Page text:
21. Cultural imperialism
    Cultural imperialism is defined as the cultural aspects of imperialism. Imperialism, here, is referring to the creation and maintenance of unequal relationships between civilizations favoring the more powerful civilization.Therefore, it can be defined as the practice of promoting and imposing a culture, usually of politically powerful nations over less potent societies. It is the cultural hegemony of those industrialized or economically influential countries, which determine general cultural values and standardize civilizations throughout the world. Many scholars employ the term, especially those in the fields of history, cultural studies, and postcolonial theory. The term is usually used in a pejorative sense, often in conjunction with a call to reject such influence. Cultural imperialism can take various forms, such as an attitude, a formal policy, military action, so long as it reinforces cultural hegemony.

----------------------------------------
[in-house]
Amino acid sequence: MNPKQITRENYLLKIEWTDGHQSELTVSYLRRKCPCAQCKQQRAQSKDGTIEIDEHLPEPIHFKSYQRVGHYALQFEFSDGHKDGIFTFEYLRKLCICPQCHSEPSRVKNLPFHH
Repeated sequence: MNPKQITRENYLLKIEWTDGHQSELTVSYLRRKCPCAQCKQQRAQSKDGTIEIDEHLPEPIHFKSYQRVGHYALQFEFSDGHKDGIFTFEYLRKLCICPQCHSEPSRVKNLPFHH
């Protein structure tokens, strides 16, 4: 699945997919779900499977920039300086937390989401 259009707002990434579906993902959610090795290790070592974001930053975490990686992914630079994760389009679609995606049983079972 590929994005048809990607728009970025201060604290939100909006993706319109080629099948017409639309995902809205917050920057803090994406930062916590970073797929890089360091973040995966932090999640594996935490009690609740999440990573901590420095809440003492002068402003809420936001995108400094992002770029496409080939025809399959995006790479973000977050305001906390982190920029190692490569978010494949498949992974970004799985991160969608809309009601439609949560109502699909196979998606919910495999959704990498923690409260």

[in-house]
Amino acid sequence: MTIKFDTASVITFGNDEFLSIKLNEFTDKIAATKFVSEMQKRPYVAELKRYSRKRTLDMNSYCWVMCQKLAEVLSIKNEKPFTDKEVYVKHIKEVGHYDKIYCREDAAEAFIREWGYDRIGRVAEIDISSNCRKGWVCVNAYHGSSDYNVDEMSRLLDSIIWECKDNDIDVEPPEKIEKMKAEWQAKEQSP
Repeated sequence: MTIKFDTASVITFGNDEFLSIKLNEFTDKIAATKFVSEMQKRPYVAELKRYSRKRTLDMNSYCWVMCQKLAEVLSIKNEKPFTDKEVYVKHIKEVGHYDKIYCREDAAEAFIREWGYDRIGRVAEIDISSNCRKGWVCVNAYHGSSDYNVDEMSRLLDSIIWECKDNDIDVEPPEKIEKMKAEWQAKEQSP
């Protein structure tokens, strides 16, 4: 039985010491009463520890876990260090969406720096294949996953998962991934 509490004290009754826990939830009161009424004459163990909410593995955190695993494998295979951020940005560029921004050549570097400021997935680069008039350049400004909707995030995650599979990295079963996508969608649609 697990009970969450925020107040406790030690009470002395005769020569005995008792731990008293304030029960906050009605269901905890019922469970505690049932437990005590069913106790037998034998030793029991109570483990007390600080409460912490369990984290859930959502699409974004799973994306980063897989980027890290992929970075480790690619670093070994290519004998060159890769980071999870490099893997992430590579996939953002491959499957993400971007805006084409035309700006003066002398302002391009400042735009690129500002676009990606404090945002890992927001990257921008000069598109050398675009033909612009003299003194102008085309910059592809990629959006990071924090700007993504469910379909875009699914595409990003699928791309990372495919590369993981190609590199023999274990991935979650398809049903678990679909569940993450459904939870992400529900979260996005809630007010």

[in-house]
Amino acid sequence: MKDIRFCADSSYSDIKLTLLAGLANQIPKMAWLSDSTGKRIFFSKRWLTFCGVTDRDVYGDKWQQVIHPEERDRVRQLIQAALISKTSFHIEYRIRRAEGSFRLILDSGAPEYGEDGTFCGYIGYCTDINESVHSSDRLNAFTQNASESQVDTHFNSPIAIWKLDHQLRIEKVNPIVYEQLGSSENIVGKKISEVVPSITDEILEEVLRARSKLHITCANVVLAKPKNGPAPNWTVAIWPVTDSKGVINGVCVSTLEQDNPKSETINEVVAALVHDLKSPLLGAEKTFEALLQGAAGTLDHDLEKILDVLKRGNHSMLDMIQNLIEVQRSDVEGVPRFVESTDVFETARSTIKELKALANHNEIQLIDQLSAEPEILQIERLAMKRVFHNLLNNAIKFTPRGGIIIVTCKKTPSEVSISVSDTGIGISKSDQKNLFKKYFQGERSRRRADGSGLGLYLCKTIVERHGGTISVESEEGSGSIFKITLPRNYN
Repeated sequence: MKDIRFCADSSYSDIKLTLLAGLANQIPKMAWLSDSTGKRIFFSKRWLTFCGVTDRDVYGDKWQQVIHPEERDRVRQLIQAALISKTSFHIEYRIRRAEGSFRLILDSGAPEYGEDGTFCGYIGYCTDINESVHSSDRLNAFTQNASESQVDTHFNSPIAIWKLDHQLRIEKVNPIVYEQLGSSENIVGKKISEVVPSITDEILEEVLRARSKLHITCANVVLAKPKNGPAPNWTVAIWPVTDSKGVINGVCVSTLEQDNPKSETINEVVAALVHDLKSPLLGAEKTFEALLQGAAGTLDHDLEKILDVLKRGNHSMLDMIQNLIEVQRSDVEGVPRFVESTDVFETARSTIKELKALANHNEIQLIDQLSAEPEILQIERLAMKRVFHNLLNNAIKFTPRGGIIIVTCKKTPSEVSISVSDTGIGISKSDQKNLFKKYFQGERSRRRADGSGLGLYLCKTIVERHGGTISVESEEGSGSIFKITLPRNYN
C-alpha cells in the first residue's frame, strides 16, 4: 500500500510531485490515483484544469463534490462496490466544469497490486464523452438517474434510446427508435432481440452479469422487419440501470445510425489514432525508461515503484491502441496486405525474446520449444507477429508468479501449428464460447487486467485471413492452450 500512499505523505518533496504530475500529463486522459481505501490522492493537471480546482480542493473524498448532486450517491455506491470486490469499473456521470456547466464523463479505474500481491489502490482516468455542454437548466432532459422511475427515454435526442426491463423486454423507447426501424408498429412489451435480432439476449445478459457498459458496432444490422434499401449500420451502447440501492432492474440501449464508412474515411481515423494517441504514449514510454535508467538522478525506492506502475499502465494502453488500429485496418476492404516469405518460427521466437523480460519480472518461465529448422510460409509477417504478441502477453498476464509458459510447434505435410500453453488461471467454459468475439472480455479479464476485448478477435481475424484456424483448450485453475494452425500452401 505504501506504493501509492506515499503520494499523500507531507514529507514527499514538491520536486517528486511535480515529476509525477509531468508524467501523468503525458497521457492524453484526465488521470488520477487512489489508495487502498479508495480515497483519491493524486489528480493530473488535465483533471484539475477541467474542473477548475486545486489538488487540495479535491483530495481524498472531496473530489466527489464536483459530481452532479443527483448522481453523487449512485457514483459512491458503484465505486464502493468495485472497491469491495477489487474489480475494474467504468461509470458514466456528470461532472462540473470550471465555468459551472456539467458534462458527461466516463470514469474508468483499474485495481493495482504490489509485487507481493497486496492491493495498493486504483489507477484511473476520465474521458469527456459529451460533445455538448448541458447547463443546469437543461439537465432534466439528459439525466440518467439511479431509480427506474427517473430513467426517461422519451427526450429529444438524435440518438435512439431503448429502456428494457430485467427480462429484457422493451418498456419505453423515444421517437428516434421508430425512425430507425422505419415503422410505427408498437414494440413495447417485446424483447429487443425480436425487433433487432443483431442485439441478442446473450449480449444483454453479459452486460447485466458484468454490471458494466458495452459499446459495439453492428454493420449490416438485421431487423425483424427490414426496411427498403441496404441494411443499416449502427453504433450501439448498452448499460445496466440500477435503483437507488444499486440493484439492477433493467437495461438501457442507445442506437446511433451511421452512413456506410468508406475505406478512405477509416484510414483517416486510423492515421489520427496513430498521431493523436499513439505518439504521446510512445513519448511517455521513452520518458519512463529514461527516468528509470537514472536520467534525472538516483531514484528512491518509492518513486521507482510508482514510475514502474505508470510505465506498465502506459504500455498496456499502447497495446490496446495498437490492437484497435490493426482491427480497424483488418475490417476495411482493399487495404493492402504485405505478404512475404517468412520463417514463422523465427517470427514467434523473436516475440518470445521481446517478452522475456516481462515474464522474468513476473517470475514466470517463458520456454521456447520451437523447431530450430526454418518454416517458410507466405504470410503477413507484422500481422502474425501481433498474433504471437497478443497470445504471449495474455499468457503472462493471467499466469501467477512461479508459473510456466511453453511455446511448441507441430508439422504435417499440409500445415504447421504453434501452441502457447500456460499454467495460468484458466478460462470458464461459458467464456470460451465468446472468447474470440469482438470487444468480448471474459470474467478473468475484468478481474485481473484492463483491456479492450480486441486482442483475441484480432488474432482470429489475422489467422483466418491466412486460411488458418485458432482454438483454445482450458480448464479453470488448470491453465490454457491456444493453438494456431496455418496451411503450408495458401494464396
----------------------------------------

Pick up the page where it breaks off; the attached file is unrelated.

22. World Trade Organization
    The World Trade Organization (WTO) is an organization that intends to supervise and liberalize international trade. The organization officially commenced on 1 January 1995 under theMarrakech Agreement, replacing the General Agreement on Tariffs and Trade (GATT), which commenced in 1948.The organization deals with regulation of trade between participating countries; it provides a framework for negotiating and formalizing trade agreements, and a dispute resolution process aimed at enforcing participant's adherence to WTO agreements, which are signed by representatives of member governments:fol.9–10 and ratified by their parliaments. Most of the issues that the WTO focuses on derive from previous trade negotiations, especially from the Uruguay Round(1986–1994).